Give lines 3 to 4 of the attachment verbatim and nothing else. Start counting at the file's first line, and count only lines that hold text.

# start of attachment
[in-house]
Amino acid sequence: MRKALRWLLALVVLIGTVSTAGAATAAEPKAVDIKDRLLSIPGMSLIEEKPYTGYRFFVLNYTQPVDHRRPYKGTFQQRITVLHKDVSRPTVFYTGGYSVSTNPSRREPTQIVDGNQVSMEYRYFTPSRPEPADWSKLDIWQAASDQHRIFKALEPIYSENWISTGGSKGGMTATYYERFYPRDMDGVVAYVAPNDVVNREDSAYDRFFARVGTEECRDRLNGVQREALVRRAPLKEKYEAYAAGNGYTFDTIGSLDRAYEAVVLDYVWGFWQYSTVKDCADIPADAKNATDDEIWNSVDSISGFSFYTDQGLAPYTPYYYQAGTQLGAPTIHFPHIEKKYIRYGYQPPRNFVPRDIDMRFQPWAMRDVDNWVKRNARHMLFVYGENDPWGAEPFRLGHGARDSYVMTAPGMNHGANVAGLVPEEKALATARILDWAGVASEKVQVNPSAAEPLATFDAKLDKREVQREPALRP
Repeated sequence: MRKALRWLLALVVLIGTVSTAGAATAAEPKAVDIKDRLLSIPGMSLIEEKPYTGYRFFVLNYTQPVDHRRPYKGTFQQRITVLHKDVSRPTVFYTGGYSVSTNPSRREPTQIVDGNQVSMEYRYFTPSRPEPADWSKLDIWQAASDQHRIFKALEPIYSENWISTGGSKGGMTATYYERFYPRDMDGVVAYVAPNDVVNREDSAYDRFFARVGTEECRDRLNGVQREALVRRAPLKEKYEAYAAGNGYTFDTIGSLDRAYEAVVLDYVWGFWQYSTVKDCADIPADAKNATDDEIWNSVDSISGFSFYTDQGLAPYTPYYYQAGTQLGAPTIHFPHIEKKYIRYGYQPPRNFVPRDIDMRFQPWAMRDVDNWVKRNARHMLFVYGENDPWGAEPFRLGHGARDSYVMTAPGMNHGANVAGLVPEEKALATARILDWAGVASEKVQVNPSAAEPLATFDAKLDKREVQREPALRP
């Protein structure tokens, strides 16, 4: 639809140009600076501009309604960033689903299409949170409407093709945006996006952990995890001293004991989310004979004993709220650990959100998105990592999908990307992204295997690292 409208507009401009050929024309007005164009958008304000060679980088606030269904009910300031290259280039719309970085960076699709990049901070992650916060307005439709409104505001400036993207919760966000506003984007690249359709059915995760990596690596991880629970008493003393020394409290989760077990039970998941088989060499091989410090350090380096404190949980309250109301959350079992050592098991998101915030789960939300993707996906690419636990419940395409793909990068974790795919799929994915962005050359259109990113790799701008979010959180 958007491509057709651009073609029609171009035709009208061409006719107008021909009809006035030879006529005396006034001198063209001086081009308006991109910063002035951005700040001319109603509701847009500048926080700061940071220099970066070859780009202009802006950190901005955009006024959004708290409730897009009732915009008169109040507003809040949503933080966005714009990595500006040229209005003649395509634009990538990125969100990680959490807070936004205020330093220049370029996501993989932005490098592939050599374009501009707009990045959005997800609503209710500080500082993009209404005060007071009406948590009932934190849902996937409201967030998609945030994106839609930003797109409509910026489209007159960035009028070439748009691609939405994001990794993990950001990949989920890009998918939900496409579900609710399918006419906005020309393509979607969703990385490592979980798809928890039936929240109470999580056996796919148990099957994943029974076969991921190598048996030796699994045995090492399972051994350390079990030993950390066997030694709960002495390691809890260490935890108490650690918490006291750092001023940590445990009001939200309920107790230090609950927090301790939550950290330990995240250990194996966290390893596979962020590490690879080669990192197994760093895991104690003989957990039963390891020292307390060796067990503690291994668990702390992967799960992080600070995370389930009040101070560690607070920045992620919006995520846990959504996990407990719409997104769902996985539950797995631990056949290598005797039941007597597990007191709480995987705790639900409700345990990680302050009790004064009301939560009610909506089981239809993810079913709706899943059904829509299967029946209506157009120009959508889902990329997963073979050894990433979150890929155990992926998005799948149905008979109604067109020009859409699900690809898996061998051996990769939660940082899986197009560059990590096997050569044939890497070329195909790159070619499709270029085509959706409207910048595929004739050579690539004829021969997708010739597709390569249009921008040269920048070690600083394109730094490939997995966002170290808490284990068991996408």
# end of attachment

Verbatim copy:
Repeated sequence: MRKALRWLLALVVLIGTVSTAGAATAAEPKAVDIKDRLLSIPGMSLIEEKPYTGYRFFVLNYTQPVDHRRPYKGTFQQRITVLHKDVSRPTVFYTGGYSVSTNPSRREPTQIVDGNQVSMEYRYFTPSRPEPADWSKLDIWQAASDQHRIFKALEPIYSENWISTGGSKGGMTATYYERFYPRDMDGVVAYVAPNDVVNREDSAYDRFFARVGTEECRDRLNGVQREALVRRAPLKEKYEAYAAGNGYTFDTIGSLDRAYEAVVLDYVWGFWQYSTVKDCADIPADAKNATDDEIWNSVDSISGFSFYTDQGLAPYTPYYYQAGTQLGAPTIHFPHIEKKYIRYGYQPPRNFVPRDIDMRFQPWAMRDVDNWVKRNARHMLFVYGENDPWGAEPFRLGHGARDSYVMTAPGMNHGANVAGLVPEEKALATARILDWAGVASEKVQVNPSAAEPLATFDAKLDKREVQREPALRP
């Protein structure tokens, strides 16, 4: 639809140009600076501009309604960033689903299409949170409407093709945006996006952990995890001293004991989310004979004993709220650990959100998105990592999908990307992204295997690292 409208507009401009050929024309007005164009958008304000060679980088606030269904009910300031290259280039719309970085960076699709990049901070992650916060307005439709409104505001400036993207919760966000506003984007690249359709059915995760990596690596991880629970008493003393020394409290989760077990039970998941088989060499091989410090350090380096404190949980309250109301959350079992050592098991998101915030789960939300993707996906690419636990419940395409793909990068974790795919799929994915962005050359259109990113790799701008979010959180 958007491509057709651009073609029609171009035709009208061409006719107008021909009809006035030879006529005396006034001198063209001086081009308006991109910063002035951005700040001319109603509701847009500048926080700061940071220099970066070859780009202009802006950190901005955009006024959004708290409730897009009732915009008169109040507003809040949503933080966005714009990595500006040229209005003649395509634009990538990125969100990680959490807070936004205020330093220049370029996501993989932005490098592939050599374009501009707009990045959005997800609503209710500080500082993009209404005060007071009406948590009932934190849902996937409201967030998609945030994106839609930003797109409509910026489209007159960035009028070439748009691609939405994001990794993990950001990949989920890009998918939900496409579900609710399918006419906005020309393509979607969703990385490592979980798809928890039936929240109470999580056996796919148990099957994943029974076969991921190598048996030796699994045995090492399972051994350390079990030993950390066997030694709960002495390691809890260490935890108490650690918490006291750092001023940590445990009001939200309920107790230090609950927090301790939550950290330990995240250990194996966290390893596979962020590490690879080669990192197994760093895991104690003989957990039963390891020292307390060796067990503690291994668990702390992967799960992080600070995370389930009040101070560690607070920045992620919006995520846990959504996990407990719409997104769902996985539950797995631990056949290598005797039941007597597990007191709480995987705790639900409700345990990680302050009790004064009301939560009610909506089981239809993810079913709706899943059904829509299967029946209506157009120009959508889902990329997963073979050894990433979150890929155990992926998005799948149905008979109604067109020009859409699900690809898996061998051996990769939660940082899986197009560059990590096997050569044939890497070329195909790159070619499709270029085509959706409207910048595929004739050579690539004829021969997708010739597709390569249009921008040269920048070690600083394109730094490939997995966002170290808490284990068991996408």